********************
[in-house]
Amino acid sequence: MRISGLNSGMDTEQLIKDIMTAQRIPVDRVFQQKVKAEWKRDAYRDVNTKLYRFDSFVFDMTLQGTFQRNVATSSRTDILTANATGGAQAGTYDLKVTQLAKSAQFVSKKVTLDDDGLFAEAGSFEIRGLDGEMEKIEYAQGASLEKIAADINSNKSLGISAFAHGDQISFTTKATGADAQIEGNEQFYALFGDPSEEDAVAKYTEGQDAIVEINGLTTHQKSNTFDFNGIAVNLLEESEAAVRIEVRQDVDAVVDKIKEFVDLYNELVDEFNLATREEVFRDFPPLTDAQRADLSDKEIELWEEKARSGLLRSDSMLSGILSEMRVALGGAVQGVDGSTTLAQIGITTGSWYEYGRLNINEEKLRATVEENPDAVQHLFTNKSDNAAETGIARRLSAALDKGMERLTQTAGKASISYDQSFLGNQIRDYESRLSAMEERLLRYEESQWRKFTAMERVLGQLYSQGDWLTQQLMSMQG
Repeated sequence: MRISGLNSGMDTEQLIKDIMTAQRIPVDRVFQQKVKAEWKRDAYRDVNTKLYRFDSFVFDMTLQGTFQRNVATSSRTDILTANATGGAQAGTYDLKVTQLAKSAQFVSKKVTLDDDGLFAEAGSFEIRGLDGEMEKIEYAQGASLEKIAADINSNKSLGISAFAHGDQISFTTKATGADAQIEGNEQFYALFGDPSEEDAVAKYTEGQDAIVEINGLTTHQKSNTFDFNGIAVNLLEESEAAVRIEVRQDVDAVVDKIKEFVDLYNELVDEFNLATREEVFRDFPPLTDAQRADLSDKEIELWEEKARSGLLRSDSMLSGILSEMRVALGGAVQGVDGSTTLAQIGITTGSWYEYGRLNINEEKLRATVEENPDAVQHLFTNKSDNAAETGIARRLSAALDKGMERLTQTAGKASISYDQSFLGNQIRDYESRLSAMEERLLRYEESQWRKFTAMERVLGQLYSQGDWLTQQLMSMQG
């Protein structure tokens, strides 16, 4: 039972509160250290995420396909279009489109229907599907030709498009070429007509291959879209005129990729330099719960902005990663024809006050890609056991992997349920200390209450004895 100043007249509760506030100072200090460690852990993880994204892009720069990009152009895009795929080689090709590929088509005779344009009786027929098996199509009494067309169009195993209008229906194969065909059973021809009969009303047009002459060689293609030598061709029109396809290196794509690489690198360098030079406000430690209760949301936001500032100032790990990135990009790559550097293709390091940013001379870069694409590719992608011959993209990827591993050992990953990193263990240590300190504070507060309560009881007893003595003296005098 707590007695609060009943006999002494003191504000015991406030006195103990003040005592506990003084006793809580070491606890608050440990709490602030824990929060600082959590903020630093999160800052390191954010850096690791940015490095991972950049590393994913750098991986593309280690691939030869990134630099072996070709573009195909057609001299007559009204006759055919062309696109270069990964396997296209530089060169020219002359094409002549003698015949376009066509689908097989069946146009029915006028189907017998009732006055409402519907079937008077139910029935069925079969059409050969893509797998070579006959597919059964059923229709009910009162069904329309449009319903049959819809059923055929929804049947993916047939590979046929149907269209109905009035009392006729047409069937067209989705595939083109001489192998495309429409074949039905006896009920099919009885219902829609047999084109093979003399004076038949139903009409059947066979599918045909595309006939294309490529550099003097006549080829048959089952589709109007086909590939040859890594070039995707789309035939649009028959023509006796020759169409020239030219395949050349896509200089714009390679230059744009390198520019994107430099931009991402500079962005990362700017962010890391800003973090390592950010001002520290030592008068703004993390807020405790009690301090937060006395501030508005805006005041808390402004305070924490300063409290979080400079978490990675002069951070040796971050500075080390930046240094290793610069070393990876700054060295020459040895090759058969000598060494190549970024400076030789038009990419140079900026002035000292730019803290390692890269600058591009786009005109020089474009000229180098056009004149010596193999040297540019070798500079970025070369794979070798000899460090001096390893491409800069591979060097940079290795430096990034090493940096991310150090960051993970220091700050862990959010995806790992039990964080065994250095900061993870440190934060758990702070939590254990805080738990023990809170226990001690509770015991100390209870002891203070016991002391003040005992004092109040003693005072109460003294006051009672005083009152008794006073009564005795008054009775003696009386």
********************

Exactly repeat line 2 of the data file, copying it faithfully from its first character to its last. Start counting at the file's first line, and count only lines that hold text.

Amino acid sequence: MRISGLNSGMDTEQLIKDIMTAQRIPVDRVFQQKVKAEWKRDAYRDVNTKLYRFDSFVFDMTLQGTFQRNVATSSRTDILTANATGGAQAGTYDLKVTQLAKSAQFVSKKVTLDDDGLFAEAGSFEIRGLDGEMEKIEYAQGASLEKIAADINSNKSLGISAFAHGDQISFTTKATGADAQIEGNEQFYALFGDPSEEDAVAKYTEGQDAIVEINGLTTHQKSNTFDFNGIAVNLLEESEAAVRIEVRQDVDAVVDKIKEFVDLYNELVDEFNLATREEVFRDFPPLTDAQRADLSDKEIELWEEKARSGLLRSDSMLSGILSEMRVALGGAVQGVDGSTTLAQIGITTGSWYEYGRLNINEEKLRATVEENPDAVQHLFTNKSDNAAETGIARRLSAALDKGMERLTQTAGKASISYDQSFLGNQIRDYESRLSAMEERLLRYEESQWRKFTAMERVLGQLYSQGDWLTQQLMSMQG